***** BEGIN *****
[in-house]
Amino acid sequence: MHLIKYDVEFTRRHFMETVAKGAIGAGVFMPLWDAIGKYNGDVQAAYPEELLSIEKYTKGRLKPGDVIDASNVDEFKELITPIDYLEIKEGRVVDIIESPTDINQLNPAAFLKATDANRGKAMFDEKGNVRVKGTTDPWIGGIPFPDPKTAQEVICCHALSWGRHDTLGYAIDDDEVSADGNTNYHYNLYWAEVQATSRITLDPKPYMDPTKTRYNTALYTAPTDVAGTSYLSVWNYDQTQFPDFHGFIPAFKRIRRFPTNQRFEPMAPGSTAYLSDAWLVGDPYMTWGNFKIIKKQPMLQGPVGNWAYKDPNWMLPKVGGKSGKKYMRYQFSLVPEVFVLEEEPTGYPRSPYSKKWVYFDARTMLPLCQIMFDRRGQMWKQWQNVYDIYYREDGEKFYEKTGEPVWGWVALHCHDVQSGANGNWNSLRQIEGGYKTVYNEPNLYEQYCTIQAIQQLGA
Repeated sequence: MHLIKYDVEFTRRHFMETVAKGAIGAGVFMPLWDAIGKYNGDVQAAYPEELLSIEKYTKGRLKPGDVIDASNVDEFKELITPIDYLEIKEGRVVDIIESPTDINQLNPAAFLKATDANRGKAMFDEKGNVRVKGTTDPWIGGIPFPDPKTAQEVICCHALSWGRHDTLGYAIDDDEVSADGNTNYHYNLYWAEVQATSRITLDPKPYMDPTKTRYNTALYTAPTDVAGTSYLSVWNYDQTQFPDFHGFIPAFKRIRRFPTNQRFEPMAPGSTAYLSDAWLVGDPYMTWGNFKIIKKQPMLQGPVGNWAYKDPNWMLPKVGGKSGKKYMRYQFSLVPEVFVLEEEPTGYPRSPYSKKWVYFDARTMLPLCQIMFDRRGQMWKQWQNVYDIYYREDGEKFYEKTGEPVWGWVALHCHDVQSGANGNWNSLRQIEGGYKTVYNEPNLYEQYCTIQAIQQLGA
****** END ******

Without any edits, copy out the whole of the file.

[in-house]
Amino acid sequence: MHLIKYDVEFTRRHFMETVAKGAIGAGVFMPLWDAIGKYNGDVQAAYPEELLSIEKYTKGRLKPGDVIDASNVDEFKELITPIDYLEIKEGRVVDIIESPTDINQLNPAAFLKATDANRGKAMFDEKGNVRVKGTTDPWIGGIPFPDPKTAQEVICCHALSWGRHDTLGYAIDDDEVSADGNTNYHYNLYWAEVQATSRITLDPKPYMDPTKTRYNTALYTAPTDVAGTSYLSVWNYDQTQFPDFHGFIPAFKRIRRFPTNQRFEPMAPGSTAYLSDAWLVGDPYMTWGNFKIIKKQPMLQGPVGNWAYKDPNWMLPKVGGKSGKKYMRYQFSLVPEVFVLEEEPTGYPRSPYSKKWVYFDARTMLPLCQIMFDRRGQMWKQWQNVYDIYYREDGEKFYEKTGEPVWGWVALHCHDVQSGANGNWNSLRQIEGGYKTVYNEPNLYEQYCTIQAIQQLGA
Repeated sequence: MHLIKYDVEFTRRHFMETVAKGAIGAGVFMPLWDAIGKYNGDVQAAYPEELLSIEKYTKGRLKPGDVIDASNVDEFKELITPIDYLEIKEGRVVDIIESPTDINQLNPAAFLKATDANRGKAMFDEKGNVRVKGTTDPWIGGIPFPDPKTAQEVICCHALSWGRHDTLGYAIDDDEVSADGNTNYHYNLYWAEVQATSRITLDPKPYMDPTKTRYNTALYTAPTDVAGTSYLSVWNYDQTQFPDFHGFIPAFKRIRRFPTNQRFEPMAPGSTAYLSDAWLVGDPYMTWGNFKIIKKQPMLQGPVGNWAYKDPNWMLPKVGGKSGKKYMRYQFSLVPEVFVLEEEPTGYPRSPYSKKWVYFDARTMLPLCQIMFDRRGQMWKQWQNVYDIYYREDGEKFYEKTGEPVWGWVALHCHDVQSGANGNWNSLRQIEGGYKTVYNEPNLYEQYCTIQAIQQLGA